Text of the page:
Sylvant

Sylvant

siltuximab

Manufacturer:

Cilag

Distributor:

DCH Auriga - Healthcare
/
Four Star
Full Prescribing Info
Contents
Siltuximab.
Description
Each single-use vial contains 100 mg siltuximab powder for concentrate for solution for infusion. After reconstitution the solution contains 20 mg siltuximab per mL.
Siltuximab is a chimeric (human-murine) immunoglobulin G1κ (IgG1κ) monoclonal antibody produced in a Chinese hamster ovary (CHO) cell line by recombinant DNA technology.
Excipients/Inactive Ingredients: L-Histidine, L-Histidine monohydrochloride monohydrate, Polysorbate 80, Sucrose.
Action
Pharmacotherapeutic group: Immunosuppresants, interleukin inhibitors. ATC code: not yet assigned.
Pharmacology: Pharmacodynamics: Mechanism of action: Siltuximab is a human-mouse chimeric monoclonal antibody that forms high affinity, stable complexes with soluble bioactive forms of human IL-6. Siltuximab prevents the binding of human IL-6 to both soluble and membrane-bound IL-6 receptors (IL-6R), thus inhibiting the formation of the hexameric signaling complex with gp130 on the cell surface. Interleukin-6 is a pleiotropic pro-inflammatory cytokine produced by a variety of cell types including T-cells and B-cells, lymphocytes, monocytes and fibroblasts, as well as malignant cells. IL-6 has been shown to be involved in diverse normal physiologic processes such as induction of immunoglobulin secretion, initiation of hepatic acute phase protein synthesis, and stimulation of hematopoietic precursor cell proliferation and differentiation. Overproduction of IL-6, in chronic inflammatory diseases and malignancies has been linked to anaemia and cachexia and has been hypothesised to play a central role in driving plasma cell proliferation and systemic manifestations in patients with CD.
Pharmacodynamic effects: In vitro, siltuximab dose-dependently inhibited the growth of an IL-6-dependent murine plasmacytoma cell line in response to human IL-6. In cultures of human hepatoma cells, IL-6-stimulated production of the acute-phase protein serum amyloid A was dose-dependently inhibited by siltuximab. Similarly, in cultures of human Burkitt's B-lymphoma cells, the production of immunoglobulin M protein in response to IL-6 was dose-dependently inhibited by siltuximab.
Biomarkers: It is well established that IL-6 stimulates the acute-phase expression of C-reactive protein (CRP). The mechanism of action of siltuximab is neutralisation of IL-6 bioactivity, which can be measured indirectly by suppression of CRP. Siltuximab treatment in MCD results in rapid and sustained decreases in CRP serum concentrations. Measurement of IL-6 concentrations in serum or plasma during treatment should not be used as a pharmacodynamic marker, as siltuximab-neutralised antibody-IL-6 complexes interfere with current immunological-based IL-6 quantification methods.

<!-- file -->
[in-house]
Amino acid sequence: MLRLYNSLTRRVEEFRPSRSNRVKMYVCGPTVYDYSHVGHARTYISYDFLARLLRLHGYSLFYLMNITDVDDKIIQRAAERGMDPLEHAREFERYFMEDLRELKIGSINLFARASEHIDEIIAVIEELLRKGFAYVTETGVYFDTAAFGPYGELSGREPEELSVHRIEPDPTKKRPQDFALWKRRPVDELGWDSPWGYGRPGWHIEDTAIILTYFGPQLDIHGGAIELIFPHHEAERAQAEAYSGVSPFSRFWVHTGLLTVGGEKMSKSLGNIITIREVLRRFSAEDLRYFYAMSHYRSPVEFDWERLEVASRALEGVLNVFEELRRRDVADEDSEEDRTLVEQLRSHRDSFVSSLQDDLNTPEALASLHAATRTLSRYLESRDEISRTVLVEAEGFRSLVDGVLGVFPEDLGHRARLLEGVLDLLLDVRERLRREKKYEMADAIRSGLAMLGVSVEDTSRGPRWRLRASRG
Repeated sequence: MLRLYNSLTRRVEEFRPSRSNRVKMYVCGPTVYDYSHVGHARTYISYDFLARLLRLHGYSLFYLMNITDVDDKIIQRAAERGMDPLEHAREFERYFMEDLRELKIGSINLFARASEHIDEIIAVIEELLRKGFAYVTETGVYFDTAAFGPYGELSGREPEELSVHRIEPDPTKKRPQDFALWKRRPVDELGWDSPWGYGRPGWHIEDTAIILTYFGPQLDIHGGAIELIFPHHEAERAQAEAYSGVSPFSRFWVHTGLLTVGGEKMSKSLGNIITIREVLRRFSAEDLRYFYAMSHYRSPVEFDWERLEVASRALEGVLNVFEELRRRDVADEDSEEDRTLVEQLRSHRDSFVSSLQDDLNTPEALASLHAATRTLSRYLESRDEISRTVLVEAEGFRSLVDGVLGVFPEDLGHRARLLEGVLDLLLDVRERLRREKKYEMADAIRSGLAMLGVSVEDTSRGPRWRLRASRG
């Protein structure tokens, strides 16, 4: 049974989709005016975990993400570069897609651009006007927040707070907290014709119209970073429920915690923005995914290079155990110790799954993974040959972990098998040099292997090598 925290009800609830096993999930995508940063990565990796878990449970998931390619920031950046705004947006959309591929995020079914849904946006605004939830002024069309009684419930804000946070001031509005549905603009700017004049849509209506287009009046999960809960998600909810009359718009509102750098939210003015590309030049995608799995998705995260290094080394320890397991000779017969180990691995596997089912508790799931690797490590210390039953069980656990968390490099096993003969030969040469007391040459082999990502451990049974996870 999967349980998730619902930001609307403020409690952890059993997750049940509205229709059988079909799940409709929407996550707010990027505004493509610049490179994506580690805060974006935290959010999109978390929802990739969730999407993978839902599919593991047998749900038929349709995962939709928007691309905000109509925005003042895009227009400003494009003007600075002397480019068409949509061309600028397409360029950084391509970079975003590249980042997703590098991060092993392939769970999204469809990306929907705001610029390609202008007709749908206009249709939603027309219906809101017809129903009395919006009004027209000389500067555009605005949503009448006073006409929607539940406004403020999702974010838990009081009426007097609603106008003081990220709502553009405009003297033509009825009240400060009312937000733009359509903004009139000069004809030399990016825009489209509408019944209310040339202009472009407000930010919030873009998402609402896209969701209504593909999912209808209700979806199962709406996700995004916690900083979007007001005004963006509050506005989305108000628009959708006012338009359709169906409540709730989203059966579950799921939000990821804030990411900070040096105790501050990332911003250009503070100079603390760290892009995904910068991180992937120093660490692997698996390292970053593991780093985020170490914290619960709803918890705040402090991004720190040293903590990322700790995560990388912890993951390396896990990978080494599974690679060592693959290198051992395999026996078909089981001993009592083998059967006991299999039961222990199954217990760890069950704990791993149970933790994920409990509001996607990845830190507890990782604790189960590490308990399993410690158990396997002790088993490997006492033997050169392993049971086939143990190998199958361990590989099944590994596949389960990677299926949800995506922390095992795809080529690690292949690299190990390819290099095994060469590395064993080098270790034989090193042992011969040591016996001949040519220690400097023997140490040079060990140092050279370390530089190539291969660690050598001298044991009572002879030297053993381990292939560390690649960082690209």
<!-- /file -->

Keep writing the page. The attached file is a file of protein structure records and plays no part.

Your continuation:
Clinical efficacy and safety: Study 1: A Phase 2, multinational, randomised (2:1) double-blind, placebo-controlled study was conducted to assess the efficacy and safety of siltuximab (11 mg/kg every 3 weeks) compared with placebo in combination with best supportive care in patients with MCD. Treatment was continued until treatment failure (defined as disease progression based on increase in symptoms, radiologic progression or deterioration in performance status) or unacceptable toxicity. A total of 79 patients with symptomatic MCD were randomised and treated. Median age was 47 years (range 20-74) in the siltuximab arm and 48 years (range 27-78) in the placebo arm. More male patients were enrolled in the placebo arm (85% in placebo vs. 56% in the siltuximab group). ECOG performance status score (0/1/2) at baseline was 42%/45%/13% in the siltuximab arm and 39%/62%/0% in the placebo arm, respectively. At baseline, 55% of patients in the siltuximab arm and 65% of patients in the placebo arm had received prior systemic therapies for MCD and 30% of patients in the siltuximab arm and 31% in the placebo arm were using corticosteroids. Histological subtype was similar in both treatment arms, with 33% hyaline vascular subtype, 23% plasmacytic subtype and 44% mixed subtype.
The primary endpoint of the study was durable tumour and symptomatic response, defined as tumour response assessed by independent review and complete resolution or stabilisation of prospectively collected MCD symptoms, for at least 18 weeks without treatment failure.
In Study 1 a statistically significant difference in independently reviewed durable tumour and symptomatic response rate in the siltuximab arm compared with the placebo arm (34% vs. 0%, respectively; 95% CI: 11.1, 54.8; p = 0.0012) was observed. The overall tumour response rate was evaluated based on modified Cheson criteria both by independent review and investigator assessment.
Key efficacy results from Study 1 are summarised in Table 1. (See Table 1.)

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MCD-related signs and symptoms were prospectively collected. A total score of all symptoms (referred to as the MCD-related Overall Symptom Score) is the sum of the severity grades (NCI-CTCAE grade) of the MCD-related signs and symptoms [general MCD-related (fatigue, malaise, hyperhidrosis, night sweats, fever, weight loss, anorexia, tumour pain, dyspnea, and pruritus), autoimmune phenomena, fluid retention, neuropathy, and skin disorders]. The percent change from baseline in MCD-related signs and symptoms and MCD-related overall symptom score at each cycle was calculated. Complete symptom response was defined as a 100% reduction from the baseline overall in the MCD-related overall symptom score sustained for at least 18 weeks prior to treatment failure.